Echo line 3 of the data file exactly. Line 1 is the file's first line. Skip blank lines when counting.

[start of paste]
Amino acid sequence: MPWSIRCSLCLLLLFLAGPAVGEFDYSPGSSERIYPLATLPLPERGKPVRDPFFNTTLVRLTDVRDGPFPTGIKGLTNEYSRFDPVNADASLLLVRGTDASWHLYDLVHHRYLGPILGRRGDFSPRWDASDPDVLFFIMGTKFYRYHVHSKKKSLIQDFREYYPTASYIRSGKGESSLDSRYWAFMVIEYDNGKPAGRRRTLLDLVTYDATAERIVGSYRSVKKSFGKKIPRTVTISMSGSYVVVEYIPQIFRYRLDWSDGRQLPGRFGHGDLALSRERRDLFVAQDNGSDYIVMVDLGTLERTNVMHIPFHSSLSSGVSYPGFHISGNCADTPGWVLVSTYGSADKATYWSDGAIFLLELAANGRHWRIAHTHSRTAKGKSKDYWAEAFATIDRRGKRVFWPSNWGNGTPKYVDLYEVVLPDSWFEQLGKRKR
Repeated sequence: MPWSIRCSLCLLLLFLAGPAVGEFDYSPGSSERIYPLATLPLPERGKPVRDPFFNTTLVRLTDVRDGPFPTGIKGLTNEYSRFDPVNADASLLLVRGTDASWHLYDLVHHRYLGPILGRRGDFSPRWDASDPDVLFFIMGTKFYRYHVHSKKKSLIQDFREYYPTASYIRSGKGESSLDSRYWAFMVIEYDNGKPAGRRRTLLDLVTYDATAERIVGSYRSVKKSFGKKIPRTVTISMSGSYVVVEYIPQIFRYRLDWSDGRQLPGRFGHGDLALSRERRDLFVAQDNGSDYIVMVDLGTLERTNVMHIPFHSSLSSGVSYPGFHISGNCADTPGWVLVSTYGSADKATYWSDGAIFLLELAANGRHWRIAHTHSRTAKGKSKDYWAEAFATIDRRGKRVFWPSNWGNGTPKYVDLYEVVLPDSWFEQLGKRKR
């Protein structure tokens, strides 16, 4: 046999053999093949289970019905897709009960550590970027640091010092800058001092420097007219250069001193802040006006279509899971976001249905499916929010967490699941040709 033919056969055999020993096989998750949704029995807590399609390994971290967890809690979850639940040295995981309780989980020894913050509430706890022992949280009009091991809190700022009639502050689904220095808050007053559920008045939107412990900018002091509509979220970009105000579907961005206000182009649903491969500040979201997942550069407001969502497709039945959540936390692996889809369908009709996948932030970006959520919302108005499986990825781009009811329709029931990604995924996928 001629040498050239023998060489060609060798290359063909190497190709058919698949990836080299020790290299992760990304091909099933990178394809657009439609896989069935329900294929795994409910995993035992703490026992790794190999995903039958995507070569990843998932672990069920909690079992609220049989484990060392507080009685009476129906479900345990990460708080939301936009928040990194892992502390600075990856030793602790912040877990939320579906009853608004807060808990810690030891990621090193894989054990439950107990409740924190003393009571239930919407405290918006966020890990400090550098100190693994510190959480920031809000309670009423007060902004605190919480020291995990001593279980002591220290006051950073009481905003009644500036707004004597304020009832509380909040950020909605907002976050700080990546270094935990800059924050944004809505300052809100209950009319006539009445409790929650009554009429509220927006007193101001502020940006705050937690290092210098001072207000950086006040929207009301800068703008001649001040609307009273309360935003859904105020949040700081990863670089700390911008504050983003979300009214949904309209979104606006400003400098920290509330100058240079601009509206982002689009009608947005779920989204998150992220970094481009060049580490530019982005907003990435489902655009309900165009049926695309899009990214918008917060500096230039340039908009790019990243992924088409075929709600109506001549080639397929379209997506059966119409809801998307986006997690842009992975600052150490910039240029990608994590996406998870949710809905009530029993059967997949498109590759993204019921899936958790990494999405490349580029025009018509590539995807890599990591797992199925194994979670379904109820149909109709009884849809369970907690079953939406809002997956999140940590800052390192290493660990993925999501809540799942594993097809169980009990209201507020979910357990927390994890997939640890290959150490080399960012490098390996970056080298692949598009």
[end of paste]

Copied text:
């Protein structure tokens, strides 16, 4: 046999053999093949289970019905897709009960550590970027640091010092800058001092420097007219250069001193802040006006279509899971976001249905499916929010967490699941040709 033919056969055999020993096989998750949704029995807590399609390994971290967890809690979850639940040295995981309780989980020894913050509430706890022992949280009009091991809190700022009639502050689904220095808050007053559920008045939107412990900018002091509509979220970009105000579907961005206000182009649903491969500040979201997942550069407001969502497709039945959540936390692996889809369908009709996948932030970006959520919302108005499986990825781009009811329709029931990604995924996928 001629040498050239023998060489060609060798290359063909190497190709058919698949990836080299020790290299992760990304091909099933990178394809657009439609896989069935329900294929795994409910995993035992703490026992790794190999995903039958995507070569990843998932672990069920909690079992609220049989484990060392507080009685009476129906479900345990990460708080939301936009928040990194892992502390600075990856030793602790912040877990939320579906009853608004807060808990810690030891990621090193894989054990439950107990409740924190003393009571239930919407405290918006966020890990400090550098100190693994510190959480920031809000309670009423007060902004605190919480020291995990001593279980002591220290006051950073009481905003009644500036707004004597304020009832509380909040950020909605907002976050700080990546270094935990800059924050944004809505300052809100209950009319006539009445409790929650009554009429509220927006007193101001502020940006705050937690290092210098001072207000950086006040929207009301800068703008001649001040609307009273309360935003859904105020949040700081990863670089700390911008504050983003979300009214949904309209979104606006400003400098920290509330100058240079601009509206982002689009009608947005779920989204998150992220970094481009060049580490530019982005907003990435489902655009309900165009049926695309899009990214918008917060500096230039340039908009790019990243992924088409075929709600109506001549080639397929379209997506059966119409809801998307986006997690842009992975600052150490910039240029990608994590996406998870949710809905009530029993059967997949498109590759993204019921899936958790990494999405490349580029025009018509590539995807890599990591797992199925194994979670379904109820149909109709009884849809369970907690079953939406809002997956999140940590800052390192290493660990993925999501809540799942594993097809169980009990209201507020979910357990927390994890997939640890290959150490080399960012490098390996970056080298692949598009």